The Military Times reported that eight Green Berets will receive letters of reprimand after an investigation into the death of an Afghan commando, but none will face criminal charges. US Army photo by Sgt. 1st Class Justin P. Morelli.
A criminal investigation into eight US Special Forces soldiers’ role in the death of an Afghan shooting suspect produced troubling accusations against the Green Berets, but not enough evidence to issue formal charges or open a court-martial against any of the special operators, according to a wide-ranging investigation by Military Times.
Instead, all of the Special Forces soldiers were issued general officer memorandums of reprimand, which will likely impact their careers.
The punishments stem from the 2018 death of Wahedullah Khan, an Afghan commando who shot three Czech special operations soldiers in an insider attack at Shindand air base in Herat province, killing one and wounding the other two. Khan died hours later at the base’s medical clinic from injuries sustained from heavy beatings he appeared to have sustained while in custody after the shooting.
Military Times obtained documents from an Army Criminal Investigation Division investigation into Khan’s death, which focused on a team of eight soldiers from 7th Special Forces Group — one captain, a chief warrant officer, a master sergeant, three sergeants first class, and two staff sergeants — who interrogated Khan in the hours after the shooting.
A civilian translator, Military Times reported, initially told investigators that the Americans had not harmed Khan but later, when interviewed outside Shindand, said the Americans had tortured Khan.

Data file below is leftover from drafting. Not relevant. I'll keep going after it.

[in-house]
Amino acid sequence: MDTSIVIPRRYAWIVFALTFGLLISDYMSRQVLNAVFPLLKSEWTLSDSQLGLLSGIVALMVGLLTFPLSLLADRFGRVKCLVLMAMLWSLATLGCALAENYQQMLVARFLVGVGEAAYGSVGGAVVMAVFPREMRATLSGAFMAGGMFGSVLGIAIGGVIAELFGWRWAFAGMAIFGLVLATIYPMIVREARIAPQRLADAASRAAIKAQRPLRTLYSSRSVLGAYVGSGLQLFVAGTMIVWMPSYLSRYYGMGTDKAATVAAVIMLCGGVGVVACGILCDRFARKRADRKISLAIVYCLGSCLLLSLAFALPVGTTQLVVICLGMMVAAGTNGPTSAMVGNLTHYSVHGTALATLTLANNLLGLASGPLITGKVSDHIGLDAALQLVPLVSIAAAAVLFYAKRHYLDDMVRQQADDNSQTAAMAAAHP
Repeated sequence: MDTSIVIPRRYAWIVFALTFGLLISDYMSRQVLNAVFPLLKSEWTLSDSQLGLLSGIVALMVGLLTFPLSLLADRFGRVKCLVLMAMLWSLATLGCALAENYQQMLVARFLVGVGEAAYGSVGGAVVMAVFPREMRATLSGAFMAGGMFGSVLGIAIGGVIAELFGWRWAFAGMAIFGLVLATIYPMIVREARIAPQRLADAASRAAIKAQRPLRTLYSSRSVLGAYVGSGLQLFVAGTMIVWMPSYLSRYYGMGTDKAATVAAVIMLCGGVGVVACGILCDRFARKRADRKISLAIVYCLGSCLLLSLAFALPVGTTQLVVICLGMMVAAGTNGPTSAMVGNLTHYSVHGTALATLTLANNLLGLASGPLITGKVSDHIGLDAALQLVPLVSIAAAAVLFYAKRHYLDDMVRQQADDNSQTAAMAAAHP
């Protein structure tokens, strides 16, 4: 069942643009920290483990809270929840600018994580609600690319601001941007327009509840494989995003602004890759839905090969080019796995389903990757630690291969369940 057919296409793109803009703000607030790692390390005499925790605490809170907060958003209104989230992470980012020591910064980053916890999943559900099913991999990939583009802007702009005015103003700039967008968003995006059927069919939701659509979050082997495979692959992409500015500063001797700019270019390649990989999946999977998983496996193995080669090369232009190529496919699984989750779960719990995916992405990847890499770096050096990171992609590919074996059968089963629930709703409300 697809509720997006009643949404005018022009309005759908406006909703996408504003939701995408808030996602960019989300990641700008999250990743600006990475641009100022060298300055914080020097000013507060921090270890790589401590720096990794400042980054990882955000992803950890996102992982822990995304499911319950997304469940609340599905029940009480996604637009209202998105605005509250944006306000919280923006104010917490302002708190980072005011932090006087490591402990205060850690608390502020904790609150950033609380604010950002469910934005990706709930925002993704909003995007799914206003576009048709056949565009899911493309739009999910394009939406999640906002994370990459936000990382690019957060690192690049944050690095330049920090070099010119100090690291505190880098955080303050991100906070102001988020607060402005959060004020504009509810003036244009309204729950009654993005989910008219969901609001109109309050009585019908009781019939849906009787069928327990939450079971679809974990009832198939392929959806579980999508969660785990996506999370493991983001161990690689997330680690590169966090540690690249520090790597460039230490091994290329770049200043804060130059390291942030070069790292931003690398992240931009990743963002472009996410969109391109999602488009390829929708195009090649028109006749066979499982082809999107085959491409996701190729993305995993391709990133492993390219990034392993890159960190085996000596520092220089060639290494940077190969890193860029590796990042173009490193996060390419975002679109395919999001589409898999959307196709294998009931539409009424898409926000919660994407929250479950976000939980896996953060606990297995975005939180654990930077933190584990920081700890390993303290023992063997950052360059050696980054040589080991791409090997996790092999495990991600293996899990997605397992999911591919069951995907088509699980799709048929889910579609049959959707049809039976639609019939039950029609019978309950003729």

Documents obtained through the Freedom of Information Act, according to Military Times, said the interpreter accused the American soldiers of assaulting Khan by twisting his testicles and slamming him against a breaker box.
Afterward, the translator told investigators, Green Berets told him “forget that this happened,” and warned the man, “you didn’t see anything.”
However, murky evidence and conflicting witness statements — some provided by the American soldiers — also said that Khan had been questioned by both Czech and Afghan soldiers and may have faced torture at the hands of either group, Military Times reported.
Investigators completed their report in May 2021 and handed their findings over to leaders at the 1st Special Forces Command, which ultimately decided to issue the letters of reprimand, Military Times reported.
“In this case, the investigation’s results did not present sufficient evidence of misconduct beyond a reasonable doubt for any of the offenses, which is the standard required to obtain a conviction at court-martial,” 1st Special Forces Command spokesman Maj. Dan Lessard said in a statement. “Furthermore, there was not probable cause to believe that the most serious alleged offenses, including murder, had occurred.”
Dustin Jones is a former senior staff writer for Coffee or Die Magazine covering military and intelligence news. Jones served four years in the Marine Corps with tours to Iraq and Afghanistan. He studied journalism at the University of Colorado and Columbia University. He has worked as a reporter in Southwest Montana and at NPR. A New Hampshire native, Dustin currently resides in Southern California.
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